First, there’s a lot more people than when I got started. There was only a handful that looked after our market; today, there’s perhaps 40 - 50 people. The market is growing too. The sellers and buyers have become more sophisticated. The companies are bigger; in some cases, they are international companies, and not necessarily the local companies that we used to see here. You deal with a CFO instead of a CEO. They now have a lot of requirements that were never articulated before.
How does technology factor into this? Does it make the job easier or does it complicate things?
Certainly, technology has changed things. I learned how to type on a typewriter, so it’s a little different. The future is in these young people who have great computer skills - database skills and search skills. I has made the industry more sophisticated.
There was a time when people hired agents and said, 'Come to the office, here’s a desk, here’s a phone, good luck.' They didn’t help the person get to the next step, and of course, those people didn’t last very long, and there was probably nothing wrong with them; they just weren’t given the opportunity to understand the business.
What does mentoring look like in the industry?
When I was starting up in the business and would collaborate with other companies, there was an expression that a lot of the sales managers would use: 'the dog doesn't hunt,' which translated to mean that a particular individual was never going to make it.
Today, we have a mentoring process where you take a senior agent like myself and bring a junior agent in to work with me. They do the work I wasn't too keen on, while I work on business development. The mentoring process wasn’t strong when I came into the business, but today it’s much stronger. If you bring someone into the business who has good social skills, you can teach that person to hunt.
Kitchener Waterloo has four post-secondary institutions to draw from—wonderful young people coming through school into the business, and they are the most amazing people to teach, so I think the future is very bright for the commercial real estate business."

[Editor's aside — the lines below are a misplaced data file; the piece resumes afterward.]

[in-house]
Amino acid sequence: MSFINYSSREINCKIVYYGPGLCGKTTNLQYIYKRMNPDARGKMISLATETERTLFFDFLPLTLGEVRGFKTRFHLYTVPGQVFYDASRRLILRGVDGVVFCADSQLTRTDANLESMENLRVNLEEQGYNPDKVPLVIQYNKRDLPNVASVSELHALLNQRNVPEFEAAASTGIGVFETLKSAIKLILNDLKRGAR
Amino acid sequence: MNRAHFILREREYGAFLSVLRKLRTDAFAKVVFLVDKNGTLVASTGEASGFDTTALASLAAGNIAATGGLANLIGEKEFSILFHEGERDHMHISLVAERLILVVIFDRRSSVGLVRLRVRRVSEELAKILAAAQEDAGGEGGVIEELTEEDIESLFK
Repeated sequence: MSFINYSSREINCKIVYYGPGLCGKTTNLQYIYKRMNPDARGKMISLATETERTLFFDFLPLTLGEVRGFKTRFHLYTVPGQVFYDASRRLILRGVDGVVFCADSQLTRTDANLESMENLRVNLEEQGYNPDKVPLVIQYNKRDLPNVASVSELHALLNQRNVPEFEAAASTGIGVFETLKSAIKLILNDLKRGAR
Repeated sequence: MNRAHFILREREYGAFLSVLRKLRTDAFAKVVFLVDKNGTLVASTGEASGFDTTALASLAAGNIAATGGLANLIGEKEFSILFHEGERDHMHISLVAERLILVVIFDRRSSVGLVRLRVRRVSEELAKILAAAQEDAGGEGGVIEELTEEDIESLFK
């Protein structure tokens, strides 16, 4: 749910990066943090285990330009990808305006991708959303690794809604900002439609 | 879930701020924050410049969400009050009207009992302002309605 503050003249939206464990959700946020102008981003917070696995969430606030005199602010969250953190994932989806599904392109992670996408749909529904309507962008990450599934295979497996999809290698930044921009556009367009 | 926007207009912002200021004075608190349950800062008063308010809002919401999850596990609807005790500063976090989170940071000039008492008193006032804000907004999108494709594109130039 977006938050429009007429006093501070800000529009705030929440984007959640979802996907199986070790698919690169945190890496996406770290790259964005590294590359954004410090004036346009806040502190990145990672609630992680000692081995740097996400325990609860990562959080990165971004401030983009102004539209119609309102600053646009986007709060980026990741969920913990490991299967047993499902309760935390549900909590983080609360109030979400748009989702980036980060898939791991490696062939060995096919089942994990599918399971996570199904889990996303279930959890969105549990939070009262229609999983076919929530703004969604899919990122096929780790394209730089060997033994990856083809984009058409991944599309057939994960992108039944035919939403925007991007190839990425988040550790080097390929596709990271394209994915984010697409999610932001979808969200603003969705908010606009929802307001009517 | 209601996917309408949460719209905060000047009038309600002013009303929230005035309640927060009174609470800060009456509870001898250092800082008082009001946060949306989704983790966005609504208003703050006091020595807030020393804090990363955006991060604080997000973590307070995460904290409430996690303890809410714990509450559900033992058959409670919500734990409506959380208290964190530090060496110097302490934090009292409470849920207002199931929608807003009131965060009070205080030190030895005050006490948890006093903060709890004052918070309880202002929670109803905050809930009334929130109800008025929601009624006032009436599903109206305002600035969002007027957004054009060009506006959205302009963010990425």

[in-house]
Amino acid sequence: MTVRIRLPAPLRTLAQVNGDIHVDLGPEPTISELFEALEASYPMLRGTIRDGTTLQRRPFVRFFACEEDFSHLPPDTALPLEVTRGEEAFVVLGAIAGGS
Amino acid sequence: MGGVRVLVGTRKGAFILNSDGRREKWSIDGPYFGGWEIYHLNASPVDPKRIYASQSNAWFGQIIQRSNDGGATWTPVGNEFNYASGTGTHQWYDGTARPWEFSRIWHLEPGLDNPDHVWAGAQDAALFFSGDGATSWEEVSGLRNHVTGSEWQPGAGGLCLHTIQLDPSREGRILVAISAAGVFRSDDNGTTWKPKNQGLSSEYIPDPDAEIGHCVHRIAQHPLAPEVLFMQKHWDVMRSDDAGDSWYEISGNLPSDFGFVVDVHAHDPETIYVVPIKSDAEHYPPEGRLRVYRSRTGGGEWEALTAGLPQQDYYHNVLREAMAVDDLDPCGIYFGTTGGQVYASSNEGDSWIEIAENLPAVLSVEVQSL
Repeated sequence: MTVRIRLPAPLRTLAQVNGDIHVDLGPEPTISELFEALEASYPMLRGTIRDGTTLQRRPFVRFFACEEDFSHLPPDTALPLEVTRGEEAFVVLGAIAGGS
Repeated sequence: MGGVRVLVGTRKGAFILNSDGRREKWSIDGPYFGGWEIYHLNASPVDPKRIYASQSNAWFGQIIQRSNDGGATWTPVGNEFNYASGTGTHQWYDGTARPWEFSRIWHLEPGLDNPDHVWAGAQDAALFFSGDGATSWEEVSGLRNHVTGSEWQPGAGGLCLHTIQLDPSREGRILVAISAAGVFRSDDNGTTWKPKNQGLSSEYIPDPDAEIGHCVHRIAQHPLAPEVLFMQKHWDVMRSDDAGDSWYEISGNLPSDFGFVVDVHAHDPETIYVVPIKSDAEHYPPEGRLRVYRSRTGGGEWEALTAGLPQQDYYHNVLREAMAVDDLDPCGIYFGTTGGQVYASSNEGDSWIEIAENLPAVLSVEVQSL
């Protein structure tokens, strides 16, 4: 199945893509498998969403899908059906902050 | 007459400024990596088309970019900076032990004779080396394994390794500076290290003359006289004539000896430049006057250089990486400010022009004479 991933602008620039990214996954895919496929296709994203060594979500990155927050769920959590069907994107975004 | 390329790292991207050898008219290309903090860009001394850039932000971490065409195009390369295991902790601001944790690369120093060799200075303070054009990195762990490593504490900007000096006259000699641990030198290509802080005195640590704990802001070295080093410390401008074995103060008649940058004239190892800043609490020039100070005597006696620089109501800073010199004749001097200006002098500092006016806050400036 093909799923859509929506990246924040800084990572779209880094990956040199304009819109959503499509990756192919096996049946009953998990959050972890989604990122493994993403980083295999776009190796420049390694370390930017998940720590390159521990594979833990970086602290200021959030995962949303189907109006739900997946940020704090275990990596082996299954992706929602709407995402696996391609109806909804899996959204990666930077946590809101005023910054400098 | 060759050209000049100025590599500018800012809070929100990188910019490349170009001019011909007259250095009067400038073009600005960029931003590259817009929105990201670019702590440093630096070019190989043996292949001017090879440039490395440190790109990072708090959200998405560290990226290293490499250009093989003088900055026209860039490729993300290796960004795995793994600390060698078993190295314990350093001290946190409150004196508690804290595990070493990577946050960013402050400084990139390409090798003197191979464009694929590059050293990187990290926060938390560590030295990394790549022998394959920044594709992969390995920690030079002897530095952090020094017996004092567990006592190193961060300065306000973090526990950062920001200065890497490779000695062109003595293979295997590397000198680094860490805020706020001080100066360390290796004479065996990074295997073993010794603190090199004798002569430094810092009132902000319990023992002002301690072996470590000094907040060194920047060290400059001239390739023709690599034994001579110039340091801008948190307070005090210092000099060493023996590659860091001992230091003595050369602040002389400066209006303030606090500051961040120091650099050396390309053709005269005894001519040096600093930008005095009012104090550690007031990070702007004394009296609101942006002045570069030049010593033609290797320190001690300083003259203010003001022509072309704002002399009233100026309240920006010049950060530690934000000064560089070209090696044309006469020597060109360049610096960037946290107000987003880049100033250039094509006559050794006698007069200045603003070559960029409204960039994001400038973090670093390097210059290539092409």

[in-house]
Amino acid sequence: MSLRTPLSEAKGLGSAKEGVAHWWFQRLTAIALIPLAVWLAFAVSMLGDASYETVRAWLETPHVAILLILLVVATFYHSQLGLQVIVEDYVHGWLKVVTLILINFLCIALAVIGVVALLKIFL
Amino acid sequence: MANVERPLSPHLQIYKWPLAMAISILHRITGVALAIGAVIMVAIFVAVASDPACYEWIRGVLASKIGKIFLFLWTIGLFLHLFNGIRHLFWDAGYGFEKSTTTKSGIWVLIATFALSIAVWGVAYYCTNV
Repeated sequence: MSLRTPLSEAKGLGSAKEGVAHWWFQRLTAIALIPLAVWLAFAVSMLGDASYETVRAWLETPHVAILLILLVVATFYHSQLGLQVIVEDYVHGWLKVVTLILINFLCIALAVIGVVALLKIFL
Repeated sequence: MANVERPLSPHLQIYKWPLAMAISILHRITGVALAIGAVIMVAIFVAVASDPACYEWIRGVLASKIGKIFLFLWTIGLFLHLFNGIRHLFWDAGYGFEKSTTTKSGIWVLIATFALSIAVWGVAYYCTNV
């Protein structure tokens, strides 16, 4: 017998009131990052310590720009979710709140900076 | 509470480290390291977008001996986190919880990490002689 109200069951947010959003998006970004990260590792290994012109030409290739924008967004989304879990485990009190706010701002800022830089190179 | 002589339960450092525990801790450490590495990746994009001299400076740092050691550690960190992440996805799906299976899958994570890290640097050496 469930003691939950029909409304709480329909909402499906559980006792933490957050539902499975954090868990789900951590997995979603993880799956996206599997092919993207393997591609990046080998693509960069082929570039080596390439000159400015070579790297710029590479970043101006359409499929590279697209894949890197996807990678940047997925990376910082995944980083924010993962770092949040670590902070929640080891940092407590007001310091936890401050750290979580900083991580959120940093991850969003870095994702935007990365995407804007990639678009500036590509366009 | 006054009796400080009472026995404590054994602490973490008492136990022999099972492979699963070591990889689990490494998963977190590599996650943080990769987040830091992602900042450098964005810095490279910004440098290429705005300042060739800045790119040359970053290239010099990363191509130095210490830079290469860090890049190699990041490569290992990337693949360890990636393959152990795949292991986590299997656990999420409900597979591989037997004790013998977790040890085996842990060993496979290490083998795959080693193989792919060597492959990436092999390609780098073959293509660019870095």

What causes are you passionate about?
We have a very strong technology ecosystem in the Kitchener Waterloo area. 25 years ago, we built an organization called Communitech. I was chairman for 10 years, and it’s all about communities and helping tech companies grow. We had Blackberry and OpenText, and a lot of companies that expanded in this marketplace and made the region what it is today. There are CEOs and people involved in these types of organizations that I have a lot of respect for. It really is a broad brush of people that you glean a little bit from every time."
Communitech is very much active; it is prospering, and Chris Albinson has returned from Silicon Valley; he’s running Communitech now and brings a whole different flair to it. It’s wonderful organization.
What advice would you give to newcomers to the industry?
It takes hard work; there's nothing easy about this business. You might falter, but you have to get back up. Mentoring should help eliminate some of the pitfalls that newcomers tend to face. There was a time when people hired agents and said ‘Come to the office, here’s a desk, here’s a phone, good luck!‘ They didn’t help them get to the next step, and of course, that person didn’t last very long. There was probably nothing wrong with them; they just weren’t given the opportunity to understand the business.
Now with mentoring, you are working with someone in the heat of the battle; they get to see the business for themselves and glean as much information as they can, which also makes for a very healthy relationship between the agent and the mentoring agent.
John Whitney’s journey through commercial real estate, shaped by familial traditions, adaptability, and a commitment to professionalism, paints a vivid picture of the industry's evolution and future potential. His reflections provide invaluable insights and advice for those aspiring to make their mark in the realm of commercial real estate. With mentors like John guiding the way, the future indeed looks bright for the next generation of real estate professionals.